Annemund

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Annemund
Lyon (69) Palais Saint-Pierre Réfectoire 08.JPG
Saints Antoine, Marguerite and Ennemond(right) in St Peter Palace, Lyon
Died 658
Venerated in Eastern Orthodox Church
Roman Catholic Church
Feast September 28

Saint Annemund, also known as Annemundus, Aunemundus, Ennemond and Chamond, was an archbishop of Lyon.[1][2] He died a martyr in AD 657.[3]

Annemund was a councillor of Clovis II and a friend of Wilfrid.[4] He died in 658. According to Bede (Historia ecclesiastica gentis Anglorum v.19), this occurred at the order of Queen Balthild.

Biography[edit]

Ennemond Dauphin (Dalfinus) was bishop of Lyon. Succeeding Viventius, he became archbishop of Lyon between 652 and 654 during the reign of Clovis II.[5][6]

His father, Sigon, was a prefect in Lyon, while his brother, Dalfin, was Count of Lyons.[7] Late hagiographic texts say his was a Gallo-Roman family, although his name is of German origin, more common in the Burgundian late 5th century. These same texts record that Dauphin's brother was prefect of Gaul. The accounts of his contemporaries Eddius Stephanus (in) and the Venerable Bede however, make no mention of his brother.

Tradition attributes to him the evangelization of the Saint-Chamond area (Castellum Sancti Admundi), whose church still contains one of his relics.

He was the victim of a plot by the mayor of the palace, Ebroin, and was murdered near Chalon-sur-Saône after AD 658. His body was brought back to Lyon and is in the Saint-Nizier church. Genesius succeeded him as Bishop.

Legacy[edit]

Church of Saint-Ennemond.

Ennemond is also revered in Bellegarde-en-Forez and Champdieu. He gave his name to the town of Saint-Ennemond in Allier and Saint-Chamond in the Loire area. One of his relics is preserved in the Church of Saint-Ennemond, Saint-Étienne.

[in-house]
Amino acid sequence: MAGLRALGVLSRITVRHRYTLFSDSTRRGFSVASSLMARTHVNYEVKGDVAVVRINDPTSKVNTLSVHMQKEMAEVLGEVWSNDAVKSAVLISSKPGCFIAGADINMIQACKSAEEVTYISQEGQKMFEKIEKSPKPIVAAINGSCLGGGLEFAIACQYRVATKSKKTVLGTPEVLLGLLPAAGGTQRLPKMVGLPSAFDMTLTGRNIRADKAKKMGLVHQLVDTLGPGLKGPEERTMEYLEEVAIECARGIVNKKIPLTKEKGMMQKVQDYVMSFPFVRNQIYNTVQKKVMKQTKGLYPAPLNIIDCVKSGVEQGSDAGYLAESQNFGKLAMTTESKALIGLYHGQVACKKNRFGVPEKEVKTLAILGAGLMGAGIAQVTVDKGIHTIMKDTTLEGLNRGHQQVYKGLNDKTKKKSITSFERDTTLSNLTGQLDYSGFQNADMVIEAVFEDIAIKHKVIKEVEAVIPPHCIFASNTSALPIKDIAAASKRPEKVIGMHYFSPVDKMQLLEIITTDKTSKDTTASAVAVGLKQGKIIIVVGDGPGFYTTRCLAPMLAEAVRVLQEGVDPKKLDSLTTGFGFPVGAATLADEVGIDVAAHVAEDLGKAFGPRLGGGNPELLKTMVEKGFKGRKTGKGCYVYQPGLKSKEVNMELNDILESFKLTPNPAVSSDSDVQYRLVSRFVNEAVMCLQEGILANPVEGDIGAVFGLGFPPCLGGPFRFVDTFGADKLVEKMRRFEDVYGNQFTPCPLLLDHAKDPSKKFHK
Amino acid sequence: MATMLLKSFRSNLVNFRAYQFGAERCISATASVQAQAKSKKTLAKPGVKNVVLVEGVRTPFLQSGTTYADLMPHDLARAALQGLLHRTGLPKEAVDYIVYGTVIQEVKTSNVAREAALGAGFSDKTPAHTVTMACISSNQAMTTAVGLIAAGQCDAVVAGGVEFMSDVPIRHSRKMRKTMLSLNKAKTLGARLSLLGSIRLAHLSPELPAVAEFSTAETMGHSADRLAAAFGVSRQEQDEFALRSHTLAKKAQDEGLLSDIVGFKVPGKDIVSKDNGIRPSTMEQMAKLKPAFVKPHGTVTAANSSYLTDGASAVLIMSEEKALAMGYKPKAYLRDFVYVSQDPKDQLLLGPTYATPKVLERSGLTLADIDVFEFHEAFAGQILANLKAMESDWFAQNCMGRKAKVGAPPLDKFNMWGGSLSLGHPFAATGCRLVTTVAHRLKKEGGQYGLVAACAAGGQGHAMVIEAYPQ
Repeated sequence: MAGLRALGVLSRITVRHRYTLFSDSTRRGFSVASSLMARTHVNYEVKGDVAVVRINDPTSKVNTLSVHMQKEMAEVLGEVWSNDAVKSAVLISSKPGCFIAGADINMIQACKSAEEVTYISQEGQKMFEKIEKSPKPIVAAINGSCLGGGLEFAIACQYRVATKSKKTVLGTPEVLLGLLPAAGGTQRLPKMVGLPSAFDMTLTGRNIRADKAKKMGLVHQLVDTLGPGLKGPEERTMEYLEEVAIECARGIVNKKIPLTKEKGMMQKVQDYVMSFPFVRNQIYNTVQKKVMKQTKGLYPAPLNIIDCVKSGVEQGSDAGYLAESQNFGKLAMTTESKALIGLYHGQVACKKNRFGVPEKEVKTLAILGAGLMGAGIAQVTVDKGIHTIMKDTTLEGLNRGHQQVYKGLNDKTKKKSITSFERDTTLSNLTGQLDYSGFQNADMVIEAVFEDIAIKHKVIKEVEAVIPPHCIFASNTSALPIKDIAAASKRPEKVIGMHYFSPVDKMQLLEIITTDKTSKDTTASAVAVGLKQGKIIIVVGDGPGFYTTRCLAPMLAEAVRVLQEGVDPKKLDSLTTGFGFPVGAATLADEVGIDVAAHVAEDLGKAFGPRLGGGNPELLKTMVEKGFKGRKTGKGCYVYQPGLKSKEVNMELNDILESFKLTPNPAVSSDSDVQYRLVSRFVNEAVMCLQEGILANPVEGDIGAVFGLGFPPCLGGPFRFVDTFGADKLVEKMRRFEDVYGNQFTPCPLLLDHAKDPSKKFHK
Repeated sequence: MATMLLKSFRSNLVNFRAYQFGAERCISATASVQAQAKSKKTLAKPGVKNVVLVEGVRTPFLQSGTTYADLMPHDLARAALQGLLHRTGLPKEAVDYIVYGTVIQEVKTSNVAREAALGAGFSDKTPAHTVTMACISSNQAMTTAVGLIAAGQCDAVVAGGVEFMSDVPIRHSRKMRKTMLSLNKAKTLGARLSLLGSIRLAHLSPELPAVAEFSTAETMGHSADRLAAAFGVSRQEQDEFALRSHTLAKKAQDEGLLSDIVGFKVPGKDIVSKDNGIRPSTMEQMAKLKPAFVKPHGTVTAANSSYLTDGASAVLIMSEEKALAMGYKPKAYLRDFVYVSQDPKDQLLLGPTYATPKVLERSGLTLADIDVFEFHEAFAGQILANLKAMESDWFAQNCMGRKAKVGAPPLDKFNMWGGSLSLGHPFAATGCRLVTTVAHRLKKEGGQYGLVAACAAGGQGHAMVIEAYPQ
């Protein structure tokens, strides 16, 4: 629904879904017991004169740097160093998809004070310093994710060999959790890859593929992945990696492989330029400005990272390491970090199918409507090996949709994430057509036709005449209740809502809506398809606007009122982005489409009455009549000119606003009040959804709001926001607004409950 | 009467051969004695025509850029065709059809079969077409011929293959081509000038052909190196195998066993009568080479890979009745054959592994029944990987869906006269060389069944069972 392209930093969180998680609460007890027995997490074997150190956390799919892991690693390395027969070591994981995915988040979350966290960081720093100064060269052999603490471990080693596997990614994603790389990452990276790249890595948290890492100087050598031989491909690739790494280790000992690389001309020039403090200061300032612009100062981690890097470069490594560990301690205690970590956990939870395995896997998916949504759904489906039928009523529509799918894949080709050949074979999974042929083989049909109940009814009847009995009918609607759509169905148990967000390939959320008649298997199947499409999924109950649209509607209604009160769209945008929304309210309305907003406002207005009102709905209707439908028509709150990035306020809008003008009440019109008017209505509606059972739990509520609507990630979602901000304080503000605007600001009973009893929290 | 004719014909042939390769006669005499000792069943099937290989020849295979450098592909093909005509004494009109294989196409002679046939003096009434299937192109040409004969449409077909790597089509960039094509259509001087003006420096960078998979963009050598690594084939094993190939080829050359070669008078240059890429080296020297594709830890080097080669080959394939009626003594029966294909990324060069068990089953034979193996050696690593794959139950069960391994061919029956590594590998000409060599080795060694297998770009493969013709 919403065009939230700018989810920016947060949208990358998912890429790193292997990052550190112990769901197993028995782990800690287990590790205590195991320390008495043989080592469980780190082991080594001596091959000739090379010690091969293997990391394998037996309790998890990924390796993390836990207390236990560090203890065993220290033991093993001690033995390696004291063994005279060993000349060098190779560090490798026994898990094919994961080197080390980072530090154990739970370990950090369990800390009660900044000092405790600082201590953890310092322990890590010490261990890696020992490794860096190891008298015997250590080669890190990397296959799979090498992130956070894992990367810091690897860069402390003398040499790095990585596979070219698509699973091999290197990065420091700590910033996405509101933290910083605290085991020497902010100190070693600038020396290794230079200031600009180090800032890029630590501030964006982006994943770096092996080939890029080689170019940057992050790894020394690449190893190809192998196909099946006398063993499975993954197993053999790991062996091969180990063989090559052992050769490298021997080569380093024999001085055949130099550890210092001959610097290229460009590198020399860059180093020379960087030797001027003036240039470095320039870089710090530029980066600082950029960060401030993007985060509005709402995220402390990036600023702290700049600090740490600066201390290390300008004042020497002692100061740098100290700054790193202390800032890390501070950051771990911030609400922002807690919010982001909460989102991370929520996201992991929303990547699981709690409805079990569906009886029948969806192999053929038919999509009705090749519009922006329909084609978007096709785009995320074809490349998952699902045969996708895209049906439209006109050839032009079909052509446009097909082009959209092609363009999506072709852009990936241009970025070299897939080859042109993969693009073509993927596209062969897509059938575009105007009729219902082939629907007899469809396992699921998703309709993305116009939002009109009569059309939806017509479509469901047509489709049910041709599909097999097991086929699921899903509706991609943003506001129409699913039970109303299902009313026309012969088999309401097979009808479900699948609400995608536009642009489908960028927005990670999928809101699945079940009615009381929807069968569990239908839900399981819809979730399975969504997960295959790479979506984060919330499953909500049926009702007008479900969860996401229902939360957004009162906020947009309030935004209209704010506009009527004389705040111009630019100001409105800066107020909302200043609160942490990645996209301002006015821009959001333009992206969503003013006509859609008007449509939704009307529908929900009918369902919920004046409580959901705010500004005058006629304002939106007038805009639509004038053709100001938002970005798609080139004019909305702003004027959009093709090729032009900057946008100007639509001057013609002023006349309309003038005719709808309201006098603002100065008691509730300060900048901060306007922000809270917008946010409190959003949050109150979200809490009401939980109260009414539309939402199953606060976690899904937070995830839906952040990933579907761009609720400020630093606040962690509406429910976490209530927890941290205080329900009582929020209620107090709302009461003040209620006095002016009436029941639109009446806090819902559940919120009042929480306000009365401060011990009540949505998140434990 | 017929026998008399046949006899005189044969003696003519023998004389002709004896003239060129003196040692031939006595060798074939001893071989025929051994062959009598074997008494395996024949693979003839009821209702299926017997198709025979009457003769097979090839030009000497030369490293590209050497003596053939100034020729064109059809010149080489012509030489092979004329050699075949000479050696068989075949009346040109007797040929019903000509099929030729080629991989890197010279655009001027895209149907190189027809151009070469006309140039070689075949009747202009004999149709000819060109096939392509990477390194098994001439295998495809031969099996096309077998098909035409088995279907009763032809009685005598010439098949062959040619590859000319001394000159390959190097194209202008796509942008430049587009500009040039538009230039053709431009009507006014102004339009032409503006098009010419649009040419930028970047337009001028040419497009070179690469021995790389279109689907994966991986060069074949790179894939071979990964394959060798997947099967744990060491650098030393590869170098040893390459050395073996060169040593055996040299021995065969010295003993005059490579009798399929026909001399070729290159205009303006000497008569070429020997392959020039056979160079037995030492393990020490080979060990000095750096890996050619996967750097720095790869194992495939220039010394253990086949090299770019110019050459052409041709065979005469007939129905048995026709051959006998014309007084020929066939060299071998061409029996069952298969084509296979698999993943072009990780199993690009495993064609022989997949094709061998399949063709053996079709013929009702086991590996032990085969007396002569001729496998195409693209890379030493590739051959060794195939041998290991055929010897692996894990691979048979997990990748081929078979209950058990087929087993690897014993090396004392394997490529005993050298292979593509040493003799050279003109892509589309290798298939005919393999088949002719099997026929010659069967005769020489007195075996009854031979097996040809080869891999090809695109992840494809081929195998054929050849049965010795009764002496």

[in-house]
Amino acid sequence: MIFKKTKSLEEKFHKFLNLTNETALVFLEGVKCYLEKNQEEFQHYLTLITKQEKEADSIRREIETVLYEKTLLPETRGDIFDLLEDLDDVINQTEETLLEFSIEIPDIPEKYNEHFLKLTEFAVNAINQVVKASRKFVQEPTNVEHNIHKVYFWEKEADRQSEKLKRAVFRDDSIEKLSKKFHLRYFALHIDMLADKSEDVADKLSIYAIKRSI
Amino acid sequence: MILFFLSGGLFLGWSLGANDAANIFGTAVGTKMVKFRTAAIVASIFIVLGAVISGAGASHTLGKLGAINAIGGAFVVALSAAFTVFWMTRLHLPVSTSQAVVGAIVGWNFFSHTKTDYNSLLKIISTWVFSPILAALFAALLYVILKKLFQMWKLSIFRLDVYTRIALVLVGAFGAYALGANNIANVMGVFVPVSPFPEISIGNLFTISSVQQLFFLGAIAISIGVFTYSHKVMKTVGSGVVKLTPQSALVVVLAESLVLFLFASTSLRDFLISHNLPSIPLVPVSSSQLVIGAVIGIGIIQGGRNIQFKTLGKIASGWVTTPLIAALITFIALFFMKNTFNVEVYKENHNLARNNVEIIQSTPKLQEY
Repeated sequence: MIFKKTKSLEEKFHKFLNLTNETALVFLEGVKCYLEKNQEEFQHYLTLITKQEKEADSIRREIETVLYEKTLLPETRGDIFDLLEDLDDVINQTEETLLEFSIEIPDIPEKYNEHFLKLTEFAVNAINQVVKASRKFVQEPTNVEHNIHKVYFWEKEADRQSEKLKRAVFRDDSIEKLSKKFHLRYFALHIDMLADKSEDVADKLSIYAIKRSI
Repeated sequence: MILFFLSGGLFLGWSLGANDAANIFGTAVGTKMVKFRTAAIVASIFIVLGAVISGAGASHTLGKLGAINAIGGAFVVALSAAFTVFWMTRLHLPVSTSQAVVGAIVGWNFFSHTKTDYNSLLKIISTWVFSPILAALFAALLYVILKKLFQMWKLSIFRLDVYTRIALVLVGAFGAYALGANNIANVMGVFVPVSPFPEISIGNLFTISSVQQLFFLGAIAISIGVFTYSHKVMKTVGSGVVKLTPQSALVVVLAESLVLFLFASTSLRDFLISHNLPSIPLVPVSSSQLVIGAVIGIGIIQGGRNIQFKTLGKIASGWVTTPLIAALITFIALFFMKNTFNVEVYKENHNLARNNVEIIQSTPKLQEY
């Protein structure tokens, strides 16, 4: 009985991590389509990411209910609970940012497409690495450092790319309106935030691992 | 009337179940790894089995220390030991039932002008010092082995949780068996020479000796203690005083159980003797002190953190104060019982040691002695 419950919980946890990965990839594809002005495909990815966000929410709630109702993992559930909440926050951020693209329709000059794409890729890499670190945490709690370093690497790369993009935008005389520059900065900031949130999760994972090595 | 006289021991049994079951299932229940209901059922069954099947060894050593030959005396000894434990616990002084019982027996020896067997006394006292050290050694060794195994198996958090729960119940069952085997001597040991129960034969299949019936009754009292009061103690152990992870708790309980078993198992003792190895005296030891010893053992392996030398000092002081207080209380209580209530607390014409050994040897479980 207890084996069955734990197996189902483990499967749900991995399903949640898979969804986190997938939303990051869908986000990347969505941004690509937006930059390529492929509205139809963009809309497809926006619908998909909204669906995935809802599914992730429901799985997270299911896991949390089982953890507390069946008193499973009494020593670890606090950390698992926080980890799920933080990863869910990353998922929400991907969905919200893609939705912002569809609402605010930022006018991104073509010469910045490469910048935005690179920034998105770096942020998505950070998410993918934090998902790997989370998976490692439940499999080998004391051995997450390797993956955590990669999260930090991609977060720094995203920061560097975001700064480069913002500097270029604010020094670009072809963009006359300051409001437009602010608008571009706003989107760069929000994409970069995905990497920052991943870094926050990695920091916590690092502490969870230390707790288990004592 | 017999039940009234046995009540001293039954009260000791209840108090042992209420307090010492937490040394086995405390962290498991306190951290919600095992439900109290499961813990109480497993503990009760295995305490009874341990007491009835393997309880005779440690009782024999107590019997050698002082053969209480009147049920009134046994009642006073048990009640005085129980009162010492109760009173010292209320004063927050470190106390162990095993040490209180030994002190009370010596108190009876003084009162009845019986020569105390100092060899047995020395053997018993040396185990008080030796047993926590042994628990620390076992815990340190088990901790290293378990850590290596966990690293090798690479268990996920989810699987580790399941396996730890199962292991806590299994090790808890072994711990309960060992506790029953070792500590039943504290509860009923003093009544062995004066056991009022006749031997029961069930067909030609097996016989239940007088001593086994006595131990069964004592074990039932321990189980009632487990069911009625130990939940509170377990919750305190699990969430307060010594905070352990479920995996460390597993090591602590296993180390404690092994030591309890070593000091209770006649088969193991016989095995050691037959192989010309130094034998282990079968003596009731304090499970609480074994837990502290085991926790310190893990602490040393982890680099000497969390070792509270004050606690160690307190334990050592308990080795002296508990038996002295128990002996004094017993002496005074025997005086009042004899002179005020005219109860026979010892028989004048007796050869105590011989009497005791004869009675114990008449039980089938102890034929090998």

He is enrolled in the Roman martyrology and his feast day is celebrated on 28 September.[8][9][10]

It is said that it was Ennemond who first conceived the idea of calling the faithful to church by ringing church bells. Similarly, when his body was returned to Lyon, all churches would have started ringing their bells.[11]

A statue in the Saint-Ennemond church Saint-Étienne is in episcopal robes, holding a codex of the Bible.

References[edit]

  1. ^ David M. Cheney, Archdiocese
  2. ^ Lyon. at GCatholic.org.
  3. ^ Archdiocese of Lyon, France at Catholic Saints.info.
  4. ^ Matthew Bunson, Margaret Bunson and Stephen Bunson, Our Sunday Visitor's encyclopedia of saints (ISBN 978-1931709750), p. 97.
  5. ^ Lyon. at GCatholic.org.
  6. ^ David M. Cheney, Archdiocese of Lyon at catholic-hierarchy.org.
  7. ^ Alban Butler, Butler's Lives of the Saints: September (Burns & Oates, 2000), p. 262.
  8. ^ Références sur Ennemond sur le site du musée diocèse de Lyon.
  9. ^ A. COVILLE, L’Evêque Aunemundus et son Testament, Revue d'histoire de Lyon, tome 1, 1902, p. 353-372 & p. 465-456
  10. ^ James Condamin, Saint Ennemond, évêque de Lyon : sa vie et son culte, 1876.
  11. ^ Site de la ville de Saint-Ennemond.
Catholic Church titles
Preceded by
Viventius
Archbishop of Lyon
c. 653 – 658
Succeeded by
Genesius